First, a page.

Science

Long Covid cannot be ignored – it’s vital we determine its true scale in society



In the eyes of many, the pandemic is drawing to a close. Cases and hospitalisations are falling across the UK, immunity levels are rising, and the normalities of life we once knew are slowly returning.

But for a seemingly invisible minority, the fallout from Covid-19 continues to cast a dark shadow. Out of sight from the rest of society, these are the individuals who remain plagued by fatigue, shortness of breath, brain fog, and other debilitating symptoms.

The horrors of the acute phase of the pandemic are unlikely to be forgotten, yet the same cannot be said for those suffering from long Covid. As society looks to the future, they fear being left behind.

One of the most pressing challenges for health officials is determining the scale and burden of the syndrome. Estimates of its prevalence, especially in children, can vary considerably from one study to another – complicated by the loose or strict definitions of long Covid and its associated symptoms.

Research published by the Office for National Statistics (ONS) suggests that close to a million people in the UK are living with long Covid. Imperial College London puts this figure at two million, for England alone. And data from the Zoe Covid Study app, which has fallen under heavy methodological scrutiny in recent days, estimates that 4.4 per cent of infected children will struggle with long-lasting symptoms for up to a month.

A clearer picture on the prevalence of the syndrome is desperately needed to help shape future health policy on support programmes, treatments, funding, education and the rollout of vaccines among children.

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For the NHS in particular, the burden of long Covid – if larger than feared – could prove to be devastating. The ONS estimates that some 380,000 people have been living with the syndrome for a year. A further 600,000 or so are also suffering from the condition. It’s unclear how the NHS intends to assess, treat and support these individuals moving forward, with its dedicated long Covid clinics already in high demand.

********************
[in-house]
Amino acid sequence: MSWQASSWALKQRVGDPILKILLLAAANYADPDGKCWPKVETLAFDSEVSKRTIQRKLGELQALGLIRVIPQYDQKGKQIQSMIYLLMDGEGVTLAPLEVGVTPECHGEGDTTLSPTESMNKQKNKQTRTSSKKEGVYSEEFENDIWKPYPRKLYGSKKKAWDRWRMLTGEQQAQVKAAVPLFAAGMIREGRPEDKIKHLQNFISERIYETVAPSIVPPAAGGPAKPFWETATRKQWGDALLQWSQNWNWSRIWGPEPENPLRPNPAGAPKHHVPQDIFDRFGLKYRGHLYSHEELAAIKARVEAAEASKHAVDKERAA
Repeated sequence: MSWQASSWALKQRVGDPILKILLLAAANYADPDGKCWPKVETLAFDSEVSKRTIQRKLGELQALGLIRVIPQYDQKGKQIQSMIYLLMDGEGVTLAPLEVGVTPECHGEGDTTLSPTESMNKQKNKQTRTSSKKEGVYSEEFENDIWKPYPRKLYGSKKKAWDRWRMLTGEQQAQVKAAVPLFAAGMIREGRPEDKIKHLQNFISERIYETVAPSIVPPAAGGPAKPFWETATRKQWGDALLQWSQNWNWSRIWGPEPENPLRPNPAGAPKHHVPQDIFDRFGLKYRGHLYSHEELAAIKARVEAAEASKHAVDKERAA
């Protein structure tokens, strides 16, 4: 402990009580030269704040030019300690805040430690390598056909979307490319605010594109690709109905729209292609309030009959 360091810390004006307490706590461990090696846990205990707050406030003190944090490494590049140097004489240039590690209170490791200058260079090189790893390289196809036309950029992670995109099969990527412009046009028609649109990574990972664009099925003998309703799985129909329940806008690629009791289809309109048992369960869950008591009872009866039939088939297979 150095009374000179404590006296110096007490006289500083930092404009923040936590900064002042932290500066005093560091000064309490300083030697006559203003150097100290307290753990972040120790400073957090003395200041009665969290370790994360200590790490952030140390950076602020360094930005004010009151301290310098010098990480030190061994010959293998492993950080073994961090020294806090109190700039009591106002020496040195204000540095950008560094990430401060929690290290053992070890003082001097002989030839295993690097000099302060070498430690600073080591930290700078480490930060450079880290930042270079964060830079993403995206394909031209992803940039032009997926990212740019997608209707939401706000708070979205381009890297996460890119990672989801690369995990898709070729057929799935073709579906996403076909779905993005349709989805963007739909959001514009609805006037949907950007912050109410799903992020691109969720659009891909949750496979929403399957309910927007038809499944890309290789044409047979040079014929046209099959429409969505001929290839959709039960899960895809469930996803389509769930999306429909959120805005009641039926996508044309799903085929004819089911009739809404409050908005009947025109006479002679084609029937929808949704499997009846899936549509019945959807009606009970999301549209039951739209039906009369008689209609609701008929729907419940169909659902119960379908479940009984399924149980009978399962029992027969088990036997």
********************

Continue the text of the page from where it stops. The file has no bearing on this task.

One of the first steps in bringing clarity to long Covid is establishing how exactly we define it – a challenge in itself. Symptoms can range from the neurological to the physical, manifesting in a number of different ways and shaped by the patient’s initial experience of Covid initially. Those who are hospitalised with the disease will typically suffer a greater fallout – though this isn’t always the case.

There are certainly clusters of symptoms which help to distinguish the different types of long Covid sufferers, but there will always be those outliers who prove an exception to the rule. For experts exploring the condition, the focus must be on the patients and their individual experiences to capture all irregularities and improve the design and outcome of the research.

Indeed, studies can be limited by the questions they do and don’t ask. Some will enquire about neurocognitive disorders that patients may be experiencing – insomnia, loss of short-term memory, the inability to concentrate – while others will neglect them. As for concluding whether symptoms such as these are even the result of infection, especially in the context of a pandemic that has impacted mental wellbeing, scientists are somewhat limited.

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Questions will undoubtedly be asked about the impact of symptoms on the undertaking of day-to-day activities – a subjective exercise that will return hugely different results from one person to another, even if they are reporting the same conditions.

Those who are being asked the questions will also shape the outcome of results. Obesity, smoking or vaping, hospitalisation and deprivation are all associated with a higher probability of persistent symptoms, research has shown. If individuals from these groups are underrepresented in a self-reporting study, it’s likely the incidence of long Covid will be distorted.

“Almost all studies vary in their case definition, inclusion and exclusion criteria and their findings reflect the fact that they are measuring different things,” says Dr Elaine Maxwell, a scientific advisor at the National Institute for Health Research (NIHR).

Determining the endpoint for long Covid is another key consideration for researchers. The relapsing and remitting nature of the syndrome – with people appearing to recover, only to suffer from another onset of symptoms weeks later – means the findings of certain studies can often be obscured.

In the case of the recent Lancet paper which drew its data from the Zoe Covid app, children with a week-long gap in their symptoms were deemed to have recovered from long Covid, meaning any future relapses would have been missed and excluded from the final results. Other studies are more cognisant of the ebbs and flows of long Covid, but the fact that a person’s symptoms can return without warning makes it far harder to quantify the incidence of the condition.

“Making bold statements from a single study is therefore inadvisable,” says Dr Maxwell. “It is important to be open minded, without scaremongering, because we don’t know what we don’t know.”

Evidently, the challenges facing those attempting to decipher long Covid are great and many. As has been the case throughout the pandemic, there are no clear answers to hand. More than ever, good and considered science is needed to bring clarity to an issue that is only set to grow with the passing of time.



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